By JOHN T. WARD
That possibility appeared to gel into likelihood Monday night on the heels of a builder’s request, backed by a 500-signature petition, asking the borough council to make allowance for a family-style restaurant that serves alcohol.
The request came from Matt Kelly, a 10-year resident who co-owns Kelly Builders. Prompted by Mayor Bob Neff to tell the public what he has in mind, Kelly said that he imagined a family-friendly restaurant similar to Molly Maguire’s Gastropub or Val’s Tavern, both in Rumson – establishments that many Little Silver residents travel to for the kind of atmosphere he’d prefer to see in Little Silver.
“I think it would be good for the social aspect” of life in town, Kelly said.
He cited the west side of the train station as a good location because it doesn’t abut any residential areas, would be accessible to commuters as well as those who work locally, and could help spark rehabilitation of vacant properties on the east side of the tracks.
Kelly hasn’t filed any plans to build a restaurant, and current zoning would bar any that wanted to serve alcohol. If the issuance of the license is approved, officials said, an ordinance allowing for the creation and sale of the license would have to be drafted and approved, and zoning laws would have to be amended. At present, said Neff, no such changes are in the works.
Kelly would also have to compete for it in a public bid, with the proceeds going into the borough’s coffers.
The town of about 6,000 residents hasn’t permitted on-premise drinking at least since the start of Prohibition, with one-day exceptions made for firemen’s fairs and similar events. In or around 1978, voters shot down a referendum that, like Kelly’s proposal, would have permitted a single license to be issued.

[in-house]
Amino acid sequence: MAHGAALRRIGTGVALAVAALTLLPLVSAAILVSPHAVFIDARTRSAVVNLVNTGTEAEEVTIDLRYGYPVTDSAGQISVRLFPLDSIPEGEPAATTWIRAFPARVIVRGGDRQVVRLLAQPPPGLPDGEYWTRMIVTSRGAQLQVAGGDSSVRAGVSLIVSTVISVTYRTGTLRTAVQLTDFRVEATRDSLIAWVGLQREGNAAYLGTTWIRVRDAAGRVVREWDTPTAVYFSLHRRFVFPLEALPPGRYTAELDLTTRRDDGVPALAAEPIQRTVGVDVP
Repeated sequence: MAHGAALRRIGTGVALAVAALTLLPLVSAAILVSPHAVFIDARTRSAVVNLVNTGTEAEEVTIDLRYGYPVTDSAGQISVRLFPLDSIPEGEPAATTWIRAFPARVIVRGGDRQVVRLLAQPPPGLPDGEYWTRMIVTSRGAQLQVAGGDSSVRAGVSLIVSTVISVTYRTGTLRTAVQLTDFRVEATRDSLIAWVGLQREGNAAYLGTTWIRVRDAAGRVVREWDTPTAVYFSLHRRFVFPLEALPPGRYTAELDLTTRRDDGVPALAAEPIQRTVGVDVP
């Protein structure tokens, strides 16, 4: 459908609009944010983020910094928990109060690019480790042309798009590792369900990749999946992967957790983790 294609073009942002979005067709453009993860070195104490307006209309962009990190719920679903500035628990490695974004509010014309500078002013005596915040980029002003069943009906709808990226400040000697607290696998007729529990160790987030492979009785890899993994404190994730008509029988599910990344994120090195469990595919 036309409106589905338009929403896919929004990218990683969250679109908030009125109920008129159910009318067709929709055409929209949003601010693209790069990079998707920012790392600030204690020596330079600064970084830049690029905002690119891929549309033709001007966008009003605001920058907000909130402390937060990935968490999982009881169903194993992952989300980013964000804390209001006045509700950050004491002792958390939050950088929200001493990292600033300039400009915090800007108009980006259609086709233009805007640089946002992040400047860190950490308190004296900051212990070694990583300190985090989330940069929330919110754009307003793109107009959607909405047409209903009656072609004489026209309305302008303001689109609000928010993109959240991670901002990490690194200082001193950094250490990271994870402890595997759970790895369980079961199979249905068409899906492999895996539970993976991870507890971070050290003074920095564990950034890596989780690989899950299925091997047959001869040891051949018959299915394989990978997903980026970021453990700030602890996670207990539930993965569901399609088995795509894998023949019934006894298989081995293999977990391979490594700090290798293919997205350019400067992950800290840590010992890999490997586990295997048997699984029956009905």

Many of the residents who spoke urged the council to hold another referendum.
“In 40 years of living here, [a liquor license] is not something I’ve ever even thought about,” said Jim Appio, of Southvale Avenue. “A referendum would give both sides a chance to make their case.”
Under the borough form of government, the referendum would have to be non-binding, Neff said.
Other concerns voiced had to do with limiting the locations where the license might be used, the hours of operation, and whether a national chain restaurant could be barred from owning the license. Borough Attorney Megan Bennett Clark said the location would have to be permitted by zone, not address, and that the zoning issue should be addressed before a referendum is drafted.
Chain restaurants couldn’t be barred, she said.
Without a formal vote, council members appeared to agree that the referendum approach should be pursued, with a possible ballot question as early as next June, to coincide with primary elections.
“One thing that resonates from both sides is hat a lot of people want a referendum,” said Councilman Dane Mihlon. “That sounds like a really good idea before we get too deep into it.”
“I’m not looking to open a nightclub,” Kelly told redbankgreen after the 40-minute discussion. ” I love this community and I care about it.”